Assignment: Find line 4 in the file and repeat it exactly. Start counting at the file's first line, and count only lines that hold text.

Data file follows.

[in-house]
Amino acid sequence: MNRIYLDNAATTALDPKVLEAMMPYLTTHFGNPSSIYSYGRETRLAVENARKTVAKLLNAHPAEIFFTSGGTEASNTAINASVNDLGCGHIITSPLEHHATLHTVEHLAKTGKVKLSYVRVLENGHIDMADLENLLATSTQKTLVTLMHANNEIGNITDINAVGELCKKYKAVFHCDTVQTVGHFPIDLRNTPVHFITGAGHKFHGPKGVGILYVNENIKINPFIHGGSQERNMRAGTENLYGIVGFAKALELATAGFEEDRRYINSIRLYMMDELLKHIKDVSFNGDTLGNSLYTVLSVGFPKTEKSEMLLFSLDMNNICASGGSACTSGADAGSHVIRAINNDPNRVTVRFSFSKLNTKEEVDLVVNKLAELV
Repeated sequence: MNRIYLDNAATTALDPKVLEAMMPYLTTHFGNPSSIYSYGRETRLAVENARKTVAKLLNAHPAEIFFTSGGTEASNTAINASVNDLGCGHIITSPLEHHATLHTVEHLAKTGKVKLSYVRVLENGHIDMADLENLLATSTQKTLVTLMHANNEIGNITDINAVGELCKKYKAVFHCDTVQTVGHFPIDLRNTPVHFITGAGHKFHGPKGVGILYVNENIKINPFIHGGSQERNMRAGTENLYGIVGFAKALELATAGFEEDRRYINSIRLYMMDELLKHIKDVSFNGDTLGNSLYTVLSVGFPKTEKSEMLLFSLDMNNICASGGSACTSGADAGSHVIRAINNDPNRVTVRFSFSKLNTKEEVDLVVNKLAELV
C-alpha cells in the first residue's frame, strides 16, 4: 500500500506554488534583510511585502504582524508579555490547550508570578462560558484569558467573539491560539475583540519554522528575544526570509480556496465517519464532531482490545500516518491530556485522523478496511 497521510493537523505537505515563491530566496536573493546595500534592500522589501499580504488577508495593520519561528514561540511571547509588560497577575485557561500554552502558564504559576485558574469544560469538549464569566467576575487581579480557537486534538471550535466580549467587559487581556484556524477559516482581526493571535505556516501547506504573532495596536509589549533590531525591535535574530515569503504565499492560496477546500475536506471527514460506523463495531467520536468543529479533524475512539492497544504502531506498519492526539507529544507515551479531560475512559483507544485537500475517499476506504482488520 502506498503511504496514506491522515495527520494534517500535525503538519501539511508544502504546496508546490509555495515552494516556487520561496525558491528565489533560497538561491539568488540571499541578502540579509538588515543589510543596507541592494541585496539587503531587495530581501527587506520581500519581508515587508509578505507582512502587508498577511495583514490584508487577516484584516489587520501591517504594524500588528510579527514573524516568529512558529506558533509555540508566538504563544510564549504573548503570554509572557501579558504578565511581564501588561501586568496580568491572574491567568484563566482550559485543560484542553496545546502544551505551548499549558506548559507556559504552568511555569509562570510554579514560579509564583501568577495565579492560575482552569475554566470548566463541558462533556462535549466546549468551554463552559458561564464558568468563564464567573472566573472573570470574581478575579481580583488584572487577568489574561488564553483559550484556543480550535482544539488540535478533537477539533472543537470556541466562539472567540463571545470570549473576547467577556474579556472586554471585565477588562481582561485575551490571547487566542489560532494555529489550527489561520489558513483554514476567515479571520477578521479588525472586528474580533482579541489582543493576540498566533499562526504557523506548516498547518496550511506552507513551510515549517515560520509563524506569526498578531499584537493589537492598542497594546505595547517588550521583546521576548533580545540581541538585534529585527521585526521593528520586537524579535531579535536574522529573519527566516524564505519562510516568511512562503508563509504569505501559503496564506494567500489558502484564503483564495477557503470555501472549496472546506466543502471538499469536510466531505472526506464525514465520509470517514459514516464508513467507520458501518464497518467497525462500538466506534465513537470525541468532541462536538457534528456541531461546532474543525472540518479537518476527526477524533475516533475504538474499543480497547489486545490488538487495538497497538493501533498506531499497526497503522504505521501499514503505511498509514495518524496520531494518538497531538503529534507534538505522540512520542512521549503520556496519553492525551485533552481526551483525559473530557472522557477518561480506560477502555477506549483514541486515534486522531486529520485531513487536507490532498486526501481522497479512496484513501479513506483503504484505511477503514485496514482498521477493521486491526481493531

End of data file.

C-alpha cells in the first residue's frame, strides 16, 4: 500500500506554488534583510511585502504582524508579555490547550508570578462560558484569558467573539491560539475583540519554522528575544526570509480556496465517519464532531482490545500516518491530556485522523478496511 497521510493537523505537505515563491530566496536573493546595500534592500522589501499580504488577508495593520519561528514561540511571547509588560497577575485557561500554552502558564504559576485558574469544560469538549464569566467576575487581579480557537486534538471550535466580549467587559487581556484556524477559516482581526493571535505556516501547506504573532495596536509589549533590531525591535535574530515569503504565499492560496477546500475536506471527514460506523463495531467520536468543529479533524475512539492497544504502531506498519492526539507529544507515551479531560475512559483507544485537500475517499476506504482488520 502506498503511504496514506491522515495527520494534517500535525503538519501539511508544502504546496508546490509555495515552494516556487520561496525558491528565489533560497538561491539568488540571499541578502540579509538588515543589510543596507541592494541585496539587503531587495530581501527587506520581500519581508515587508509578505507582512502587508498577511495583514490584508487577516484584516489587520501591517504594524500588528510579527514573524516568529512558529506558533509555540508566538504563544510564549504573548503570554509572557501579558504578565511581564501588561501586568496580568491572574491567568484563566482550559485543560484542553496545546502544551505551548499549558506548559507556559504552568511555569509562570510554579514560579509564583501568577495565579492560575482552569475554566470548566463541558462533556462535549466546549468551554463552559458561564464558568468563564464567573472566573472573570470574581478575579481580583488584572487577568489574561488564553483559550484556543480550535482544539488540535478533537477539533472543537470556541466562539472567540463571545470570549473576547467577556474579556472586554471585565477588562481582561485575551490571547487566542489560532494555529489550527489561520489558513483554514476567515479571520477578521479588525472586528474580533482579541489582543493576540498566533499562526504557523506548516498547518496550511506552507513551510515549517515560520509563524506569526498578531499584537493589537492598542497594546505595547517588550521583546521576548533580545540581541538585534529585527521585526521593528520586537524579535531579535536574522529573519527566516524564505519562510516568511512562503508563509504569505501559503496564506494567500489558502484564503483564495477557503470555501472549496472546506466543502471538499469536510466531505472526506464525514465520509470517514459514516464508513467507520458501518464497518467497525462500538466506534465513537470525541468532541462536538457534528456541531461546532474543525472540518479537518476527526477524533475516533475504538474499543480497547489486545490488538487495538497497538493501533498506531499497526497503522504505521501499514503505511498509514495518524496520531494518538497531538503529534507534538505522540512520542512521549503520556496519553492525551485533552481526551483525559473530557472522557477518561480506560477502555477506549483514541486515534486522531486529520485531513487536507490532498486526501481522497479512496484513501479513506483503504484505511477503514485496514482498521477493521486491526481493531